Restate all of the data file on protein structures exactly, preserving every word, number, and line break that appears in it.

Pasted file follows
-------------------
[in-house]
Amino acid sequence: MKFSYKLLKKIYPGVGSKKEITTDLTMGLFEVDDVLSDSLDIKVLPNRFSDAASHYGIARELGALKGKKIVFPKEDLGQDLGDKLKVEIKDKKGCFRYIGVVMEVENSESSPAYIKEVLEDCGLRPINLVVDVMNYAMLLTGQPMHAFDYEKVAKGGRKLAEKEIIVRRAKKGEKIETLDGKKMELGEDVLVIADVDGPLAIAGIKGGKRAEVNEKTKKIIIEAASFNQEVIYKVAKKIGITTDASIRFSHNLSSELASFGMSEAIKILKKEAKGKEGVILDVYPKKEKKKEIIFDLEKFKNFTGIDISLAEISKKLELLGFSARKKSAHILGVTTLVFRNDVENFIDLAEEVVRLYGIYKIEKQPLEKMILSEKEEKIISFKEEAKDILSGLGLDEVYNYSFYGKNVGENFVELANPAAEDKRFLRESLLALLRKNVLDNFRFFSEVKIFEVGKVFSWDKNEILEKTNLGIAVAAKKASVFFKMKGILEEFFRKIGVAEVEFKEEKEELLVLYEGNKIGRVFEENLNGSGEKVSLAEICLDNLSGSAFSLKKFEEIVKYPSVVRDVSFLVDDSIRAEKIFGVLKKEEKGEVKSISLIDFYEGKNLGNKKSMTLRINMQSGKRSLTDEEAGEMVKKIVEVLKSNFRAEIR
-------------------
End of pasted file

[in-house]
Amino acid sequence: MKFSYKLLKKIYPGVGSKKEITTDLTMGLFEVDDVLSDSLDIKVLPNRFSDAASHYGIARELGALKGKKIVFPKEDLGQDLGDKLKVEIKDKKGCFRYIGVVMEVENSESSPAYIKEVLEDCGLRPINLVVDVMNYAMLLTGQPMHAFDYEKVAKGGRKLAEKEIIVRRAKKGEKIETLDGKKMELGEDVLVIADVDGPLAIAGIKGGKRAEVNEKTKKIIIEAASFNQEVIYKVAKKIGITTDASIRFSHNLSSELASFGMSEAIKILKKEAKGKEGVILDVYPKKEKKKEIIFDLEKFKNFTGIDISLAEISKKLELLGFSARKKSAHILGVTTLVFRNDVENFIDLAEEVVRLYGIYKIEKQPLEKMILSEKEEKIISFKEEAKDILSGLGLDEVYNYSFYGKNVGENFVELANPAAEDKRFLRESLLALLRKNVLDNFRFFSEVKIFEVGKVFSWDKNEILEKTNLGIAVAAKKASVFFKMKGILEEFFRKIGVAEVEFKEEKEELLVLYEGNKIGRVFEENLNGSGEKVSLAEICLDNLSGSAFSLKKFEEIVKYPSVVRDVSFLVDDSIRAEKIFGVLKKEEKGEVKSISLIDFYEGKNLGNKKSMTLRINMQSGKRSLTDEEAGEMVKKIVEVLKSNFRAEIR